“These findings underscore how widespread these materials are in indoor environments,” said study lead author Asa Bradman, associate director of the Center for Children’s Environmental Health Research at UC Berkeley. “A growing body of research has found links between flame retardants and a range of human health effects, including neurodevelopmental delays in children. Children are more vulnerable to the health effects of environmental contaminants, so we should be particularly careful to reduce their exposure to harmful chemicals.”

While flame retardants were commonplace in dust, the good news is that levels of the chemicals were generally low in air samples.

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Public health prep


Freshman thrives in research program.

Working with HERMOSA (Health & Environmental Research on Makeup Of Salinas Adolescents) helped build UC Berkeley freshman Maritza Cardenas' passion for research. (Photo by Robert Durell)

For Maritza Cardenas, life as a Berkeley freshman is exciting, and more than a little daunting. She is majoring in molecular and cellular biology, and plans to go to medical school. But there’s a minor hurdle: Freshman chemistry is the first laboratory class she’s ever had.

Growing up in the central California agricultural town of Salinas, Maritza didn’t get as much science prep as most of her fellow Cal classmates.

“I wasn’t very exposed to the idea of science in high school, but as I was applying to college and seeing how competitive it was, there was always this word ‘research.’ I think one of my main drives was being part of research — even though I really didn’t have a clear sense of what it meant.”

She got her chance to learn what it meant the summer after high school as one of 16 Salinas teens participating in a two-year program that trained them in public health and biomedical research while at the same time focusing on a potential health hazard to young women in the community.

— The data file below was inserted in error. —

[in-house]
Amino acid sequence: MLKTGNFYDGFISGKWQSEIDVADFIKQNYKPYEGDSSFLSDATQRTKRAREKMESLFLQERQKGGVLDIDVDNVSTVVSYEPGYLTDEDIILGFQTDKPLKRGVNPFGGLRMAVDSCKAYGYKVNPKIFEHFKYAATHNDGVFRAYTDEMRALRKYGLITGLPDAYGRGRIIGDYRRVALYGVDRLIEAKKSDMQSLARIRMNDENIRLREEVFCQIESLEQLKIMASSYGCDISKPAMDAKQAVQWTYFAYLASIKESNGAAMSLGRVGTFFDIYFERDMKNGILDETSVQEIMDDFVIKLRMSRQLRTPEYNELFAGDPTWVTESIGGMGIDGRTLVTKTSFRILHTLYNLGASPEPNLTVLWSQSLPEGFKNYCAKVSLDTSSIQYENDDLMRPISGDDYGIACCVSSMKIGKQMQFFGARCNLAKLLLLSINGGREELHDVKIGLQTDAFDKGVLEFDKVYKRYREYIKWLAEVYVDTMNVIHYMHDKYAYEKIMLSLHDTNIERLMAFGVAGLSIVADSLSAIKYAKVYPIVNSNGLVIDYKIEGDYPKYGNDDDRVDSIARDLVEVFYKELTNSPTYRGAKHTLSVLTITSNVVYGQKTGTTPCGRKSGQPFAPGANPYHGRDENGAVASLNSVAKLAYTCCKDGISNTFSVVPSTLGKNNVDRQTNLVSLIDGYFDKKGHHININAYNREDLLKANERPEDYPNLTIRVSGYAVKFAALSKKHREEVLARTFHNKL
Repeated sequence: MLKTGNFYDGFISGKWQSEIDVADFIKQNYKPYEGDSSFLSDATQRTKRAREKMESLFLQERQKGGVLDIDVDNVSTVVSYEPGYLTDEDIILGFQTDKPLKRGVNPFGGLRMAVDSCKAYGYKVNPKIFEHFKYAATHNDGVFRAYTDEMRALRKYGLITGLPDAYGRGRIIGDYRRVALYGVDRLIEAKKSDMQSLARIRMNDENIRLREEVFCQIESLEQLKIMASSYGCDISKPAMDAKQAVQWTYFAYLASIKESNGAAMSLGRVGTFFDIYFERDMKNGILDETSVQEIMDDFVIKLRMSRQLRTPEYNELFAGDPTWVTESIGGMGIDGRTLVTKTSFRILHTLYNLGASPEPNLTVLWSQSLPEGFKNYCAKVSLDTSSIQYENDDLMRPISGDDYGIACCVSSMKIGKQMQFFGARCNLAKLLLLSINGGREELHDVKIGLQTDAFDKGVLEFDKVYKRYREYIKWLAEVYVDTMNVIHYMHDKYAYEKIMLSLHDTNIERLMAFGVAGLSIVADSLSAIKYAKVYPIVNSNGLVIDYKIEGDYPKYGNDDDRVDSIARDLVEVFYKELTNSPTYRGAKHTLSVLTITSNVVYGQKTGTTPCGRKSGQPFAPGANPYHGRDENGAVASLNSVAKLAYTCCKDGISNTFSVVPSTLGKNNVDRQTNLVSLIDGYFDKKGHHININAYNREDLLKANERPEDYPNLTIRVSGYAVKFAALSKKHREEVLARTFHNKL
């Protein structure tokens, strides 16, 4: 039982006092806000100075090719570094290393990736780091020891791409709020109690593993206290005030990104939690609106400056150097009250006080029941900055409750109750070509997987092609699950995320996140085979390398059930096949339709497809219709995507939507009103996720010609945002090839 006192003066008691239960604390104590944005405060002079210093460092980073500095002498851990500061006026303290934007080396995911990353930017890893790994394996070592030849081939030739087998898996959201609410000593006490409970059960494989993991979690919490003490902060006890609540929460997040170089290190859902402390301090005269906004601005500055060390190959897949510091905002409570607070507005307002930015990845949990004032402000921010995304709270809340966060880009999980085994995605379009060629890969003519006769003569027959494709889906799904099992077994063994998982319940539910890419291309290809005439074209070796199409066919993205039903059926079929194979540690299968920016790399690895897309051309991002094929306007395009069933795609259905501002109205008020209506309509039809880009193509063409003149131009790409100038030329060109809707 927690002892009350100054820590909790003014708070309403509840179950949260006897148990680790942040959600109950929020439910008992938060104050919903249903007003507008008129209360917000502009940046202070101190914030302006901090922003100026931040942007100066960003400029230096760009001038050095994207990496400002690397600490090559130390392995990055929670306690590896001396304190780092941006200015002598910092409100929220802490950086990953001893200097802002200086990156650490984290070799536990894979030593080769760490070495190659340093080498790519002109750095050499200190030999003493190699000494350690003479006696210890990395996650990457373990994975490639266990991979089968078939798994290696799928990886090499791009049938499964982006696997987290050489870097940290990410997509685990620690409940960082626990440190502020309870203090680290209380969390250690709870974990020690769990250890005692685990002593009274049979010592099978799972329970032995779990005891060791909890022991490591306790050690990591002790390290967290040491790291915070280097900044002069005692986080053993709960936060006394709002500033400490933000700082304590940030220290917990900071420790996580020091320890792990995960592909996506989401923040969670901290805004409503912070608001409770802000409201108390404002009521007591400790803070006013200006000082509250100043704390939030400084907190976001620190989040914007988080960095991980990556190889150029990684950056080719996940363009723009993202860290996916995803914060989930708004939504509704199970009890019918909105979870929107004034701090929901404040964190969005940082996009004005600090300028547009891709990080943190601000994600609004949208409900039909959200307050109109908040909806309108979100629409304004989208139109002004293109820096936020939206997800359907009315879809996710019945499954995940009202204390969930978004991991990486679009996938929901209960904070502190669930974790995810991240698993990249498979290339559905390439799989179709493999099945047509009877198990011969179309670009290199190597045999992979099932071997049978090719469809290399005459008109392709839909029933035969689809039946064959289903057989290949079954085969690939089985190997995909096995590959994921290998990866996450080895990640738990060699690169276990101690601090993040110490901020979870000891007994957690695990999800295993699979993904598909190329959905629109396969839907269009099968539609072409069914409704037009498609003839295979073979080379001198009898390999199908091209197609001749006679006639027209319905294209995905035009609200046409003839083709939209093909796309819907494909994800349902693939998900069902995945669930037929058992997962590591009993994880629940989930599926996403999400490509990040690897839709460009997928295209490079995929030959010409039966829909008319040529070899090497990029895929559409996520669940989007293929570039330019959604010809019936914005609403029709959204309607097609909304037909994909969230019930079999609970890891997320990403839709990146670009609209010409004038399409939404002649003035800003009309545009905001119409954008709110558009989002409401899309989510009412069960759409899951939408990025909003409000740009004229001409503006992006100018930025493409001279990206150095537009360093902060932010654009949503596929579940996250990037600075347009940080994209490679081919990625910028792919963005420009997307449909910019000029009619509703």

The project, funded by UC’s California Breast Cancer Research Program, taught the students to design and carry out public health research and how to best reach out to their community to gather data and inform people about health risks. The teens also collected and prepared material for laboratory analysis.

The training focuses on potential dangers posed by chemicals known as endocrine disrupters, found in shampoos, face creams and other personal care products. Endocrine disrupters interfere with normal hormonal function, and are thought to pose a particular threat during the teen years when hormone-driven development accelerates.

The project, called HERMOSA (Health & Environmental Research on Makeup Of Salinas Adolescents), is a collaboration between Berkeley’s School of Public Health and Clinica de Salud del Valle de Salinas, a network of clinics providing primary health care to low-income and agricultural communities in Monterey County.

The team effort drew on a Salinas-based youth council developed by the public health school’s Center for Environmental Research and Children’s Health, or CERCH, where teens gain leadership experience and focus on environmental health issues of particular concern to the community. Public health school professor Kim Harley is a co-director of HERMOSA.

Kimberly Parra, the project’s other co-director and herself a Berkeley grad, praises Maritza’s discipline and persistence, but singles out one trait that she thinks has mattered most:

“The No.1 quality — the reason Maritza has been able to flourish — is that she really cares about her community and she’s very confident that she can influence it. She’s very humble at the same time.”

Growing up in Salinas, Maritza says her family was on Medi-Cal.

“We were receiving a lot of assistance. Being in that position, and seeing that it’s a big part of Salinas, I’m hoping to return home after medical school and start a clinic there.

“I see myself as the kind of doctor who has relationships with patients. I feel like I could be the kind of health provider that can educate patients, focusing on prevention, helping them help themselves.”